The carol was first performed on Christmas Eve, 1818, inside St Nikolaus Church in Oberndorf. At the time, Joseph Mohr, thepriest who wrote the verses, was living across the river.
Although the carol has long epitomised serenity, the verses - especially the forgotten ones -bear testament to Mohr's life and his experiences of war.
A BBC2 documentary to be screened on Christmas Eve explains how a retired teacher, Elisabeth Kruckenhauser, came across the verses in a library vault.
A hard-drinking, gambling man from Salzburg, Joseph Mohr had managed to survive both war and ill-health when he wrote six verses in celebration of the birth of Christ. Although the meaning is a little opaque, Mohr's experience of battle seemed to inspire him to pen an appeal for God-given peace.
The BBC decided to recreate the first performance of "Silent Night", which a Gallup poll found to be easily the best-loved carol in Britain, as accurately as it could. The affectionate history of the carol ends with a performance of the full text sung to a guitar accompaniment in front of the original altarpiece and its wax-figure crib scene.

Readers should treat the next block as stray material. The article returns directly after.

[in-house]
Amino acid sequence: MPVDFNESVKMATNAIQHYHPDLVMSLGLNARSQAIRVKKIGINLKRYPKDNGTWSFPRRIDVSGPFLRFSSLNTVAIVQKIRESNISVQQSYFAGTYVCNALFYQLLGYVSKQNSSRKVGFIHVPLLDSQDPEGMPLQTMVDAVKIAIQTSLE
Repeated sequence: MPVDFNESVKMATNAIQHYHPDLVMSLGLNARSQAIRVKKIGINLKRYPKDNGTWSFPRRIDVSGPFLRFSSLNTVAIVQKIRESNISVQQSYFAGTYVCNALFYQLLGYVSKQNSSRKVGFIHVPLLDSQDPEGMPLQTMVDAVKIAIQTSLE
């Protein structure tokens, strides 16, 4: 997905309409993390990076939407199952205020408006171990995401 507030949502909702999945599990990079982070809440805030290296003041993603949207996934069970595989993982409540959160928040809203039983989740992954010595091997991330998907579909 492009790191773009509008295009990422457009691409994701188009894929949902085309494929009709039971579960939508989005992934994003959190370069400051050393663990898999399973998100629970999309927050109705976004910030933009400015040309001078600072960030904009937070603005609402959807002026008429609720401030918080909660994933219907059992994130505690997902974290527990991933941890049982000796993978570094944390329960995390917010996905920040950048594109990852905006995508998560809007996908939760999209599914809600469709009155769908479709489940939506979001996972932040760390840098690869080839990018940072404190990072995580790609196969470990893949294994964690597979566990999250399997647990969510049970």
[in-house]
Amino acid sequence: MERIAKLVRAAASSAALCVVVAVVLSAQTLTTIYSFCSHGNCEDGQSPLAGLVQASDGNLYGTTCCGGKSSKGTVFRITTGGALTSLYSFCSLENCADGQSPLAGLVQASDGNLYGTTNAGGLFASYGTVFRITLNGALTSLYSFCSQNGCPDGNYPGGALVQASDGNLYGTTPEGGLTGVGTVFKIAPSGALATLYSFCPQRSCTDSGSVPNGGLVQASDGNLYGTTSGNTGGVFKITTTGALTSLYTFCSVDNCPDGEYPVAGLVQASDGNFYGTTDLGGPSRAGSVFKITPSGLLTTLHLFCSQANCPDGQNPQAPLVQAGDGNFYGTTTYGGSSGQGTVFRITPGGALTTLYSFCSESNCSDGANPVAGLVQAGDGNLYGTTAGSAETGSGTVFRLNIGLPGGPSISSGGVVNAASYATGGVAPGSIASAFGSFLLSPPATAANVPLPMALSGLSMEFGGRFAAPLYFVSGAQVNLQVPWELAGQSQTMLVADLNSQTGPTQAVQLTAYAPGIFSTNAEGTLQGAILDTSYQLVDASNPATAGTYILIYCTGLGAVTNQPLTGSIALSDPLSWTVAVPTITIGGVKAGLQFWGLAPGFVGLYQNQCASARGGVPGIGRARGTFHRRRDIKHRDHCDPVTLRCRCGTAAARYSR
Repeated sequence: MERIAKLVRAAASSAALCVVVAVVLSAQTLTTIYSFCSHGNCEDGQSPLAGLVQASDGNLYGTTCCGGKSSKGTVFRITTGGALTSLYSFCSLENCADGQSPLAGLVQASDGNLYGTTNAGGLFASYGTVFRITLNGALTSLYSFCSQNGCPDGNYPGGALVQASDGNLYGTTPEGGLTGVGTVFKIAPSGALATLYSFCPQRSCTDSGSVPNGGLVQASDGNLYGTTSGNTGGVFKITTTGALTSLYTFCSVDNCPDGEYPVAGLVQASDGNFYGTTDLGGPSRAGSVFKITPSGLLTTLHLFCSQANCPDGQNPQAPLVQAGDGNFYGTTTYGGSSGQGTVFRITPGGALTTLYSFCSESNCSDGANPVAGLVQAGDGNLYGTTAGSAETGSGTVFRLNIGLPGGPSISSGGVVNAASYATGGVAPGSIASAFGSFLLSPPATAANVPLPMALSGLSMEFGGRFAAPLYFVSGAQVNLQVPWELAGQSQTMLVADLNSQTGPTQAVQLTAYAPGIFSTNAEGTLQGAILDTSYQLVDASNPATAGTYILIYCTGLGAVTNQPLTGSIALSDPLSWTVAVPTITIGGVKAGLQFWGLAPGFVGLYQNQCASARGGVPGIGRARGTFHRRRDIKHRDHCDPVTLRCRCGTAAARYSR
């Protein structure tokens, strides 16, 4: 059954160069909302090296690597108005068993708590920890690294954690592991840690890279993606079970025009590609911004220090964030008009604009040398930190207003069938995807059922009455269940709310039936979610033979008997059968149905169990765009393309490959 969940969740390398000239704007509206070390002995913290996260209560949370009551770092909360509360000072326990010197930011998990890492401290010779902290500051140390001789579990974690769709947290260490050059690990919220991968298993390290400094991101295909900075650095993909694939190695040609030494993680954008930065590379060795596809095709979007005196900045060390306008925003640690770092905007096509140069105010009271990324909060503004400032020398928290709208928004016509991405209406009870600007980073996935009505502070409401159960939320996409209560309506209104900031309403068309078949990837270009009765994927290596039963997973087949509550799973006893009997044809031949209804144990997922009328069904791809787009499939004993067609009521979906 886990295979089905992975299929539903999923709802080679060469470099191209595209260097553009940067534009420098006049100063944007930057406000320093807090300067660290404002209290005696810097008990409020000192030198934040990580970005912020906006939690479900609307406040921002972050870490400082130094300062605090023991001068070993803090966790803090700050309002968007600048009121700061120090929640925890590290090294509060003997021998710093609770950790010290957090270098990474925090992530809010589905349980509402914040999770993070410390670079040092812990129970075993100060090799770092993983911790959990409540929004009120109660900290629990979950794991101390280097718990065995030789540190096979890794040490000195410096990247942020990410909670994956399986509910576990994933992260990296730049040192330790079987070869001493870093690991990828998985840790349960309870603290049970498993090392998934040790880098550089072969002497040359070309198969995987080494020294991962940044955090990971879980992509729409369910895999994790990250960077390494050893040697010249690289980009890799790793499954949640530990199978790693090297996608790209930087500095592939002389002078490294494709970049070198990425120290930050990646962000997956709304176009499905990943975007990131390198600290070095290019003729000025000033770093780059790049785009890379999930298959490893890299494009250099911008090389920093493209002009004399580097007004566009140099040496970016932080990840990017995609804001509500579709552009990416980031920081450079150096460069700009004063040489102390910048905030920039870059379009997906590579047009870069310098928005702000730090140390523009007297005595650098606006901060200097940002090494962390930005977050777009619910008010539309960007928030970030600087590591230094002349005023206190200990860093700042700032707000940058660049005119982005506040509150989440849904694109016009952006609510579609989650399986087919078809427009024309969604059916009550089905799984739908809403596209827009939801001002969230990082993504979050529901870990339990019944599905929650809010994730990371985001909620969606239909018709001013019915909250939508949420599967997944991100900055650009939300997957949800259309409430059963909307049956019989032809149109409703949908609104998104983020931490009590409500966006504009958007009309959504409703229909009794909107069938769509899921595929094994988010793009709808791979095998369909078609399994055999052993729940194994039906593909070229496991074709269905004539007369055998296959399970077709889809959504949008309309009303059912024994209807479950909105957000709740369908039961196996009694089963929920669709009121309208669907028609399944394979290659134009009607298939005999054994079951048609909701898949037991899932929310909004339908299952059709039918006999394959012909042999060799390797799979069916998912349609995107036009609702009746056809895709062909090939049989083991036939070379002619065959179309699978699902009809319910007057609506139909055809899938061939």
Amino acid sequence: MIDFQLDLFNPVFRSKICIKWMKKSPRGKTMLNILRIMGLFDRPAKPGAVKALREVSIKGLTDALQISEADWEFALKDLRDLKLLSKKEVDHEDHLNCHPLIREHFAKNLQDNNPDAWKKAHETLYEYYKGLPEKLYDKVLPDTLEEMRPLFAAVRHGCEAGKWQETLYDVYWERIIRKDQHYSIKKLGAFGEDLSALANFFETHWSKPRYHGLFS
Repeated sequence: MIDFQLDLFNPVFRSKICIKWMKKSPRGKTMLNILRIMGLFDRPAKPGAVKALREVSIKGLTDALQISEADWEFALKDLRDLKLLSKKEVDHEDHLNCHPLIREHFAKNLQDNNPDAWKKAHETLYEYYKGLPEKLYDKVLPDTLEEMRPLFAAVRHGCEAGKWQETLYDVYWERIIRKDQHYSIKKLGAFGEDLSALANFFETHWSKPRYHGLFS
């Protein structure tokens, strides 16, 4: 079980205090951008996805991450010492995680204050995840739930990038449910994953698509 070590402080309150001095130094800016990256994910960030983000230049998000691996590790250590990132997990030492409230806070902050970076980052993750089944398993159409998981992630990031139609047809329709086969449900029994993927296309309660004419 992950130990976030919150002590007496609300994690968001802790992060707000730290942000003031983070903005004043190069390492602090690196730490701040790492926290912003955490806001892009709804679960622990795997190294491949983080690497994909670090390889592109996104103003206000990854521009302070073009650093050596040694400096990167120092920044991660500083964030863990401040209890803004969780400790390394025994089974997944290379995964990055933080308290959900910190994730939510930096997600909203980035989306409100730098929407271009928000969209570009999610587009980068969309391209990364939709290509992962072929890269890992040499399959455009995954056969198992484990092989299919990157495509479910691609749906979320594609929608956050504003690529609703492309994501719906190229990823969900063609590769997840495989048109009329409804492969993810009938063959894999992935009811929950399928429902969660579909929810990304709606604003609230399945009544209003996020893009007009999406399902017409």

Here is a literal translation of the forgotten verses:
Silent night! Holy night!/ That brought the world's salvation/ from the heavens' golden heights let us show mercy in abundance:/ Jesus in human form! Jesus in human form!
Silent night! Holy night!/ Today the full might/ of fatherly love poured out/ and as a brother reverentially embraced/ Jesus the people's world! Jesus the people's world!
Silent night! Holy night!/ Planned for us long ago/ when the Lord, freed from fury,/ promised the fathers in the mists of time/ to care for all of the world! To care for all of the world!Reuse content